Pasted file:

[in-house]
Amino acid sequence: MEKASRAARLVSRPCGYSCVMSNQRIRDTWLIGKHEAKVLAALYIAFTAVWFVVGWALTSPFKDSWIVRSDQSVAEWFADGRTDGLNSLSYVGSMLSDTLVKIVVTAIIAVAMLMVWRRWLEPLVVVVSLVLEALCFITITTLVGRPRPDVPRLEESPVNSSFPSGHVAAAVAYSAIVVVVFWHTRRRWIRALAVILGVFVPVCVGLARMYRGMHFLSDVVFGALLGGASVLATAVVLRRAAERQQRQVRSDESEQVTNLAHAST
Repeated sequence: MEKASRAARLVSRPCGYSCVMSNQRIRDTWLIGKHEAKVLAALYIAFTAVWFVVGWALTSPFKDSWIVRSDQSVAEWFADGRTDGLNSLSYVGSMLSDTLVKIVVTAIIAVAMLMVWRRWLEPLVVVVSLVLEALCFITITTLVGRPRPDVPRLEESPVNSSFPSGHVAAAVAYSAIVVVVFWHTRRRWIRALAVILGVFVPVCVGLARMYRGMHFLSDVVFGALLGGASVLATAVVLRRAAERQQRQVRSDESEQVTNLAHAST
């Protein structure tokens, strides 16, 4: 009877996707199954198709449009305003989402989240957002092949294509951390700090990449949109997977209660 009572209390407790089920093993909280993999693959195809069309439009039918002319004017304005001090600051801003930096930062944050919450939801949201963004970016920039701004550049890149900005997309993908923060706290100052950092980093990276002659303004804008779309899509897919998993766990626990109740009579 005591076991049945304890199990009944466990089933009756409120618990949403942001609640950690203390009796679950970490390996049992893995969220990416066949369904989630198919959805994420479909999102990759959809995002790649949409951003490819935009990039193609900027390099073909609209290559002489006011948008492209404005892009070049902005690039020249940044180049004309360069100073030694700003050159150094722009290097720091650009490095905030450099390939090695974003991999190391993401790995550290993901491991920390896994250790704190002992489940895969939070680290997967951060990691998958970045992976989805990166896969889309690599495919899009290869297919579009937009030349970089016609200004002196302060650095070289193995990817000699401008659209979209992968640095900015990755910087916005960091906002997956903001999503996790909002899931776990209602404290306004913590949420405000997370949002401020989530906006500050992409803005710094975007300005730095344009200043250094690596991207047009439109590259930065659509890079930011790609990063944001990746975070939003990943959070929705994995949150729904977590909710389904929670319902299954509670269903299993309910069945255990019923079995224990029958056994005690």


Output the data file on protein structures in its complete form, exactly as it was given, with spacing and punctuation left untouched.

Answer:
[in-house]
Amino acid sequence: MEKASRAARLVSRPCGYSCVMSNQRIRDTWLIGKHEAKVLAALYIAFTAVWFVVGWALTSPFKDSWIVRSDQSVAEWFADGRTDGLNSLSYVGSMLSDTLVKIVVTAIIAVAMLMVWRRWLEPLVVVVSLVLEALCFITITTLVGRPRPDVPRLEESPVNSSFPSGHVAAAVAYSAIVVVVFWHTRRRWIRALAVILGVFVPVCVGLARMYRGMHFLSDVVFGALLGGASVLATAVVLRRAAERQQRQVRSDESEQVTNLAHAST
Repeated sequence: MEKASRAARLVSRPCGYSCVMSNQRIRDTWLIGKHEAKVLAALYIAFTAVWFVVGWALTSPFKDSWIVRSDQSVAEWFADGRTDGLNSLSYVGSMLSDTLVKIVVTAIIAVAMLMVWRRWLEPLVVVVSLVLEALCFITITTLVGRPRPDVPRLEESPVNSSFPSGHVAAAVAYSAIVVVVFWHTRRRWIRALAVILGVFVPVCVGLARMYRGMHFLSDVVFGALLGGASVLATAVVLRRAAERQQRQVRSDESEQVTNLAHAST
């Protein structure tokens, strides 16, 4: 009877996707199954198709449009305003989402989240957002092949294509951390700090990449949109997977209660 009572209390407790089920093993909280993999693959195809069309439009039918002319004017304005001090600051801003930096930062944050919450939801949201963004970016920039701004550049890149900005997309993908923060706290100052950092980093990276002659303004804008779309899509897919998993766990626990109740009579 005591076991049945304890199990009944466990089933009756409120618990949403942001609640950690203390009796679950970490390996049992893995969220990416066949369904989630198919959805994420479909999102990759959809995002790649949409951003490819935009990039193609900027390099073909609209290559002489006011948008492209404005892009070049902005690039020249940044180049004309360069100073030694700003050159150094722009290097720091650009490095905030450099390939090695974003991999190391993401790995550290993901491991920390896994250790704190002992489940895969939070680290997967951060990691998958970045992976989805990166896969889309690599495919899009290869297919579009937009030349970089016609200004002196302060650095070289193995990817000699401008659209979209992968640095900015990755910087916005960091906002997956903001999503996790909002899931776990209602404290306004913590949420405000997370949002401020989530906006500050992409803005710094975007300005730095344009200043250094690596991207047009439109590259930065659509890079930011790609990063944001990746975070939003990943959070929705994995949150729904977590909710389904929670319902299954509670269903299993309910069945255990019923079995224990029958056994005690």